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How to contribute

 
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Paul-Jan
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Joined: 08 Aug 2004
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PostPosted: Sat Jan 16, 2010 7:41 pm    Post subject: How to contribute Reply with quote

First and foremost, anyone who is actually using an Open Source project like DeleD is already contributing to it in a big way... however, this particular forum focuses on those who want to get their hand dirty and mess with the source.

Getting the source
First, you'll need a subversion client. TortoiseSVN is nice. Use it to grab the source from https://deled.svn.sourceforge.net/svnroot/deled/trunk. Make sure you have a Delphi compiler (6, 7, 2005, 2006, Turbo Explorer Edition and 2007 should work properly... anything else will require a bit of aventuring). Open up DeleD.dpr, it should compile straight out of the box.

Running the source
The easiest way to get the source up and running is to download the binaries first (installer), install DeleD CE, and run it at least once. Then copy the deled.ini configuration file to the executable folder of the source (where DeleD.exe is compiled into) and you are good to go.

Changing the source
The easiest way to actually contribute to the code is to download the source from svn, pick any issue from the issue tracker, and fix it. Whether you have applied a fix or implemented a new feature, you'll have to submit your changes through a patch. A patch is a single file containing all your changes, and can be created from the TortoiseSVN context menu. You'll then need to submit this patch to the DeleD patch tracker. We'll review and merge the patch into trunk a.s.a.p., and you will have helped make the world a better place!

Direct commits
If you have submitted a couple of decent patches, or you really need direct access to the code for any reason, you can always request commit permissions. Just make sure yourself a SourceForge.net account first.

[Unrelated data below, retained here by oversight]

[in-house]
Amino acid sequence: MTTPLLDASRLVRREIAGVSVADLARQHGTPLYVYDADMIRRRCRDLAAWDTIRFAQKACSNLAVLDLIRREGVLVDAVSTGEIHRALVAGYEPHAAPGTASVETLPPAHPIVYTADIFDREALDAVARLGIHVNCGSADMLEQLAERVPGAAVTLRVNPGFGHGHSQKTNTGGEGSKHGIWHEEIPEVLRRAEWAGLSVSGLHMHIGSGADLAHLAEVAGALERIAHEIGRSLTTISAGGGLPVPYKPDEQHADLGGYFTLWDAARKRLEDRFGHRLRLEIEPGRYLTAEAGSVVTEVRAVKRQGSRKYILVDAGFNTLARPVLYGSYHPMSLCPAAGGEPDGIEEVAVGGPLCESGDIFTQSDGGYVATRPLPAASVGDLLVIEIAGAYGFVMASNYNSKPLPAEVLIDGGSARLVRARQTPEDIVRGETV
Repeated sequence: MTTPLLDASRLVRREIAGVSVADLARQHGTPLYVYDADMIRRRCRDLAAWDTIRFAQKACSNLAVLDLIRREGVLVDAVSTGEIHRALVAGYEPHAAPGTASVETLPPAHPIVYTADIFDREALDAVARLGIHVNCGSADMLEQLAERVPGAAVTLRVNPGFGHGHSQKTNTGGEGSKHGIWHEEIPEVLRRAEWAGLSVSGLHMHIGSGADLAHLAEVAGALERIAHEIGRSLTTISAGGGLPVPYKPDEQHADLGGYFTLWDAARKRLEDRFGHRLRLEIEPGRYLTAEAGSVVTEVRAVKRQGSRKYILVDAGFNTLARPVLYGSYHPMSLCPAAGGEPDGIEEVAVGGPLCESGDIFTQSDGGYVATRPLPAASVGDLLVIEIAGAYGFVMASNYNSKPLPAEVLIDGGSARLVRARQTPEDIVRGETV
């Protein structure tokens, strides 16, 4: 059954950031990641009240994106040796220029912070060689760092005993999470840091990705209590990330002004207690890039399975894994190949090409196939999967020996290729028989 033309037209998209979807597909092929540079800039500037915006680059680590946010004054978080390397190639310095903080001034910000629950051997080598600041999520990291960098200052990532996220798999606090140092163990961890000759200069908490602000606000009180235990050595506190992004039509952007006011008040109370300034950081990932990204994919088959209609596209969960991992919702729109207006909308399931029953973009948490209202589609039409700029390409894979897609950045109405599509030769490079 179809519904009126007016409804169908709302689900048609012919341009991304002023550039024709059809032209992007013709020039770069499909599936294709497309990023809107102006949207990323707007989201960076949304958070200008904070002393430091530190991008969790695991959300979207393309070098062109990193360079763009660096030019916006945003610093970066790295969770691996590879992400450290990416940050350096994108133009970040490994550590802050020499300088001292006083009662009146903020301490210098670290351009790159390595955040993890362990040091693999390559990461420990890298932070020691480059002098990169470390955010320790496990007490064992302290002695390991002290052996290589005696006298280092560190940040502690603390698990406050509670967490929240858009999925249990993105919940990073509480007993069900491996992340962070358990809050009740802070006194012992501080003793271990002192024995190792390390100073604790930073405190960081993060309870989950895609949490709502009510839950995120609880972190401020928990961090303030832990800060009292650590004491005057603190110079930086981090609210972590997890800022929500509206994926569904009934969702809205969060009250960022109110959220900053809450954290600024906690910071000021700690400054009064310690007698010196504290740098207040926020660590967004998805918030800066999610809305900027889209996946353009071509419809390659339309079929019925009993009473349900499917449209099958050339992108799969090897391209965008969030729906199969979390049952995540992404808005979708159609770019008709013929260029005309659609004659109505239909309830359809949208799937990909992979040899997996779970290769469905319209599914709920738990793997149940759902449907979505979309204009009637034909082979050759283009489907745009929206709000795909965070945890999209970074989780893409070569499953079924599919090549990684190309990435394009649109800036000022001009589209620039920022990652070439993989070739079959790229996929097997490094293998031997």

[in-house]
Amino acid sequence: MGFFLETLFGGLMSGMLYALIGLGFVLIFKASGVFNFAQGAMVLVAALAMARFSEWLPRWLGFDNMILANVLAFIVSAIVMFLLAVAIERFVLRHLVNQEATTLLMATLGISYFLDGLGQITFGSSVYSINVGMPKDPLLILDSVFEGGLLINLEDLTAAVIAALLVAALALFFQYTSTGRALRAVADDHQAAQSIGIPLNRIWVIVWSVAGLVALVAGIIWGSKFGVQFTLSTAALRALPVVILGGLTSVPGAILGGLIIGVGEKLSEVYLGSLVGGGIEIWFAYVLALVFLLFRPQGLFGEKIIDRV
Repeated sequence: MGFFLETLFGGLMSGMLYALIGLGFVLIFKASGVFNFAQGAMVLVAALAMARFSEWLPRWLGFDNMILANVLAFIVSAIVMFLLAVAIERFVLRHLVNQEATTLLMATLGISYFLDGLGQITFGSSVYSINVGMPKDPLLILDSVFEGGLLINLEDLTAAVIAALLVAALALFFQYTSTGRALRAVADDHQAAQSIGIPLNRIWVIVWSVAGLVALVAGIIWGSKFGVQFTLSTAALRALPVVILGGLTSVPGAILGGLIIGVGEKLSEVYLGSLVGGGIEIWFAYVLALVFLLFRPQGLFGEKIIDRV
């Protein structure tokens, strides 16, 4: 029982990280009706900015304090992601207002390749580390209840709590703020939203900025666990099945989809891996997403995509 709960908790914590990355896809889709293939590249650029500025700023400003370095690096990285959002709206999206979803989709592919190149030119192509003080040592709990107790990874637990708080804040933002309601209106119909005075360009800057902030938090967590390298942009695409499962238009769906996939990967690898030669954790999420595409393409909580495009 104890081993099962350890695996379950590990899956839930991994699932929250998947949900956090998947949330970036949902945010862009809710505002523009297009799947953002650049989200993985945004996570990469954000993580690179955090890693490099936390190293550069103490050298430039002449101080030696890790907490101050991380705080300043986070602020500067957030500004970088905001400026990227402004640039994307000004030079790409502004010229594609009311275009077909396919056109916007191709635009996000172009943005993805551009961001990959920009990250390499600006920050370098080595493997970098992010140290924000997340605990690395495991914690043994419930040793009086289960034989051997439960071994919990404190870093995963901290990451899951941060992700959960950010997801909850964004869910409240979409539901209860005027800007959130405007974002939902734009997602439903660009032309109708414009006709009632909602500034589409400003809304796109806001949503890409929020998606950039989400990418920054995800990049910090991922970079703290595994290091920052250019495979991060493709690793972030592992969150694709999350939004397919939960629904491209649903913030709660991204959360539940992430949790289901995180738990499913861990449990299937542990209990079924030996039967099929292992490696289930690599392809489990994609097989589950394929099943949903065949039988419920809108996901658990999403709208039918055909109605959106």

Delphi versions
As mentioned above, the DeleD source compiles with Delphi 6, 7, 2005, 2006, Turbo Explorer Edition and 2007. However, the target compiler for the official binary releases is currently Delphi 7, so please try to keep things compatible with that version. Don't sweat it though if you are unable to test this, we will let you know if things break and we'll figure out a solution together.

Plugins[/i]
If you would like to extend the functionality of one of the many plugins, or would like to use it as a template to start your own importer/exporter, head over to https://sourceforge.net/projects/deled-plugins/ . This is a sepated project where the plugins are open sourced.


Last edited by Paul-Jan on Tue Mar 02, 2010 7:32 pm; edited 1 time in total
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chronozphere
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Joined: 20 Jun 2006
Posts: 1010
Location: Netherlands

PostPosted: Sat Jan 16, 2010 10:18 pm    Post subject: Reply with quote

Great. This is info we, developers need. Smile

Quote:

Patches
The easiest way to actually contribute to the code is to download the source from svn, pick any issue from the issue tracker, fix it, then create and submit a patch. We'll review and merge the patch into trunk a.s.a.p., and you will have helped make the world a better place.


I've never worked with patches. Does it work like branches (never actually used those either)? How do I submit a patch? Please elaborate. Smile
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paul_nicholls
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Joined: 05 Dec 2007
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Location: Hobart, Tasmania, Australia

PostPosted: Sun Jan 17, 2010 6:24 am    Post subject: Reply with quote

chronozphere wrote:
Great. This is info we, developers need. Smile

Quote:

Patches
The easiest way to actually contribute to the code is to download the source from svn, pick any issue from the issue tracker, fix it, then create and submit a patch. We'll review and merge the patch into trunk a.s.a.p., and you will have helped make the world a better place.


I've never worked with patches. Does it work like branches (never actually used those either)? How do I submit a patch? Please elaborate. Smile


Hi chronozphere,
Patches work like this (assuming you use tortiseSVN like me):